I blogged a while back on the unsuspected hazards that might lurk in books, and the seemingly draconian regulations posted in library books in days of yore to deal with them.
Alas, it seems that the poor souls who drafted those regulations missed a trick: they did not consider the possibility that children's books might be actively dangerous in themselves, not just because of the dreadful germs they might have encountered. In America, any children's book published before 1985 is now considered an active menace to children, and may not be sold. The Consumer Product Safety Improvement Act (CPSIA) is now in force, and has imposed very tight limits on the amount of lead any article bought for a child may contain. Books produced before 1985 may have had lead used in their printing inks, and hence the prohibition. Note the may there - some have lead, some haven't, so the law has helpfully produced a way round to stop you throwing away books you can actually sell. You pay for the book to be lead tested - and this is apparently not cheap.
There is an exemption for books which might be thought of as collectible, and so read by adults and not children, but all over America thrift stores and libraries are tarping off pre-1985 books, or throwing out the illicit child poisoners. If they don't, they risk a $100,000 dollar fine and maybe even imprisonment.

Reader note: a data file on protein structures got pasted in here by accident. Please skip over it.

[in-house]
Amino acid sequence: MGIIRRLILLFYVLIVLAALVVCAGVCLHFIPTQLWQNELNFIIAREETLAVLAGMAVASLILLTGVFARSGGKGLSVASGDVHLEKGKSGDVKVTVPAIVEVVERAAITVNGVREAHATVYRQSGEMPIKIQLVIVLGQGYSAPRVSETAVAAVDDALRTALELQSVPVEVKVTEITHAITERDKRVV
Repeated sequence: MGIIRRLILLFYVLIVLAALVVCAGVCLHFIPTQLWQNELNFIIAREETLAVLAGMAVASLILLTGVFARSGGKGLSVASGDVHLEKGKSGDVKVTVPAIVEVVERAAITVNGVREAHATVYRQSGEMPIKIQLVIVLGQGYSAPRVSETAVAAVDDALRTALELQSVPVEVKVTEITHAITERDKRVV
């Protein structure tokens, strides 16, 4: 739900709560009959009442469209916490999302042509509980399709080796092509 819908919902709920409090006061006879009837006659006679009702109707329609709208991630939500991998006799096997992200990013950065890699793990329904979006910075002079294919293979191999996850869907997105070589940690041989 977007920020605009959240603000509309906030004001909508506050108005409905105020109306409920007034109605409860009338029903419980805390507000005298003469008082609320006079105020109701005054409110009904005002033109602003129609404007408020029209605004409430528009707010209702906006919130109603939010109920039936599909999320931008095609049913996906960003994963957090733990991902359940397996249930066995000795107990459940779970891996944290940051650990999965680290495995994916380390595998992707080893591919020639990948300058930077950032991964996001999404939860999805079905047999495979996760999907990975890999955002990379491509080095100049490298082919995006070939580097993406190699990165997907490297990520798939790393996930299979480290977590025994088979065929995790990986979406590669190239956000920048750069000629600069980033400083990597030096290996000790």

It seems absolutely mad, doesn't it? The nanny state gone completely stark, raving bonkers. The CPSIA was apparently sparked by the Chinese toy scandals: which I can entirely see - no one wants illegal lead in toys, but books? Surely you're more at risk from a vicious paper cut from a book than lead poisoning.
And if it's illegal to expose a child to lead in a pre-1985 book, I do wonder what this means for books people actually have in their houses now. Perhaps the children of bookdealers who work from home will be whisked off to safety until their homes can be de-contaminated.
So, here I sit, in what American legislators would probably consider a toxic fug, surrounded by piles of lethal literature. No wonder the dog's just insisted on going outside. Read more about the law here, here, and here.